Project number: 1998-360
Project Status:
Completed
Budget expenditure: $9,800.00
Principal Investigator: Damian Ogburn
Organisation: NSW Department Of Primary Industries
Project start/end date: 7 Oct 1998 - 15 Feb 2000
Contact:
FRDC

Need

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Objectives

1. To evaluate technology and products currently availabel for the individual tagging and identification of seafood products.
2. To identify the most appropriate technology and products (systems) and possible improvements to existing systems to enable for the on-farm tagging and identification of shellfish.
3. To evaluate the economic cost to industry of implementing the on-farm and market poace use of appropriate systems.
4. To evaluate the positive and negative impacts in the market place resulting from the labelling of product.
5. To design an integrated "paddock to plate" trial to investigate both the on-farm feasibility of an appropriate tagging system(s) and the reliability tagging system(s) for market place product identification and traceback.

Final report

Author: Damian Ogburn
Final Report • 1999-11-12 • 2.41 MB
1998-360-DLD.pdf

Summary

This report outlines the results of investigations into the feasibility of cost effectively marking or labelling individual oysters and other shellfish for product differentiation and to facilitate rapid and efficient recall of product in the event of a potential public health incident.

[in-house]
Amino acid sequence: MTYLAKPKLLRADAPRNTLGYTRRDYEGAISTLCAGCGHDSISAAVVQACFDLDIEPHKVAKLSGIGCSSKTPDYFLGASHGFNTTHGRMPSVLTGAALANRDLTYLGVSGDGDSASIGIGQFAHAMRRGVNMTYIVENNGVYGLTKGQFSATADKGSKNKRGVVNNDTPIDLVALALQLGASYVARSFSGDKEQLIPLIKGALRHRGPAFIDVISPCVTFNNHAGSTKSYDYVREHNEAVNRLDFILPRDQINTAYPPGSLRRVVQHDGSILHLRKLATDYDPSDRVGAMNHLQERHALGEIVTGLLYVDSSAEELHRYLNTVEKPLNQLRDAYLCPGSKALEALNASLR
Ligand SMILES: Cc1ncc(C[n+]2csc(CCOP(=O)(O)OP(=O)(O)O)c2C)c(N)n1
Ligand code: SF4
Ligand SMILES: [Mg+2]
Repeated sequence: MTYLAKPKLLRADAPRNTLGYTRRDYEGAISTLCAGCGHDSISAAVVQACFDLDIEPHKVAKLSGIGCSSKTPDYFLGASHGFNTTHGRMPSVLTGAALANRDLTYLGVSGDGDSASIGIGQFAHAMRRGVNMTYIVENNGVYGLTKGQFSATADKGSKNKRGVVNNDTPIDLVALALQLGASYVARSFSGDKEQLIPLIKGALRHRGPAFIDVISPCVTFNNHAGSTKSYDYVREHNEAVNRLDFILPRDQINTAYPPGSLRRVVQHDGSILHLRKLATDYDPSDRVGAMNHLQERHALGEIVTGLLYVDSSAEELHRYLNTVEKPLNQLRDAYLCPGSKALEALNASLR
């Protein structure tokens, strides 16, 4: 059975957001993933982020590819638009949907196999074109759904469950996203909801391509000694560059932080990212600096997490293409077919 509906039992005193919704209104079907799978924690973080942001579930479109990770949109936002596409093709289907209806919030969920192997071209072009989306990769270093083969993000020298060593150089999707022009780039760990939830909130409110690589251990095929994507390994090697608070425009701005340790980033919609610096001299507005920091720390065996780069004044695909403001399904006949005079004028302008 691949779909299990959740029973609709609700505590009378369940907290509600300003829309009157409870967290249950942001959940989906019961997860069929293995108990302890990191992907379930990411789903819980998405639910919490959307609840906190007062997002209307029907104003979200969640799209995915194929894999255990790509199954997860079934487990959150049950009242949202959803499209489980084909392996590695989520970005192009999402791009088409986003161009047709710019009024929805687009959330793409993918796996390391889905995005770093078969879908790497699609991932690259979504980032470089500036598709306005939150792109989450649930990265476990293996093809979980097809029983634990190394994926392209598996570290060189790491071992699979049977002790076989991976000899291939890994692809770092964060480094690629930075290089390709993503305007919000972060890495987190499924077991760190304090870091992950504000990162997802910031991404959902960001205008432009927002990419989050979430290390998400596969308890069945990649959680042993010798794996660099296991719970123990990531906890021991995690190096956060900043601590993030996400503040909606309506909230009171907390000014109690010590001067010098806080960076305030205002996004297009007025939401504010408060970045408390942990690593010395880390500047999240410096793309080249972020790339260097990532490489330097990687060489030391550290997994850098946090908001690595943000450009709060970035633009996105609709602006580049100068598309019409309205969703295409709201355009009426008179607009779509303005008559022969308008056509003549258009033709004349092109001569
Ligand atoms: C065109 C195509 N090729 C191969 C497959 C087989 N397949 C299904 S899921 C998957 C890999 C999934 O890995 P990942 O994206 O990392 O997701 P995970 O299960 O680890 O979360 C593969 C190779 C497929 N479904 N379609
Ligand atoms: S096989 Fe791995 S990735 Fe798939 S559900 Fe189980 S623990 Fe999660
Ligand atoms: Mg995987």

A number of different types of plastic tags, manufactured in Australia and overseas, can be glued or otherwise secured to oysters and other shellfish but the cost of these tags is prohibitive for all but the most expensive products such as abalone or lobster.

While there is a vast assortment of inexpensive adhesive labels used in the food and beverage industry there is currently no commercial label (or experimental adhesive) that will adequately adhere to a typical damp oyster as packed at an oyster farm.

Thus there is no cost effective label or mark that will survive ‘paddock to plate’ distribution for most shellfish and allow for positive and rapid product identification for a food safety related traceback operation. However a number of adhesive labels were identified that could be securely attached to a vast assortment of clean and dry shellfish including oysters, pipis, abalone, crabs and crayfish.

The cost of these labels ranges upwards from a cent each for the small type commonly seen on apples and kiwi fruit. Such a small label could carry sufficient information for product identification and recall for food safety purposes and some brand differentiation but would be too small for any promotional message.

A one cent added cost for a label (at the farm gate) plus the labour cost for thorough cleaning and drying oysters for label attachment would financially cripple or destroy most oyster farming businesses.

The question of cost effectiveness of larger, slightly more expensive labels (costing about several cents each) for promotional purposes would depend on the value of the individual seafood product itself and the company’s volume of throughput and financial resources. These could be an economically attractive marketing tool for the processors or marketers of large and/or valuable seafood item such as an abalone or lobster.

The absence of a mark or tag suitable for paddock to plate distribution for individual shellfish is commonly perceived as the fundamental problem with shellfish safety, particularly so for oysters.

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ORGANISATION:
University of Tasmania (UTAS)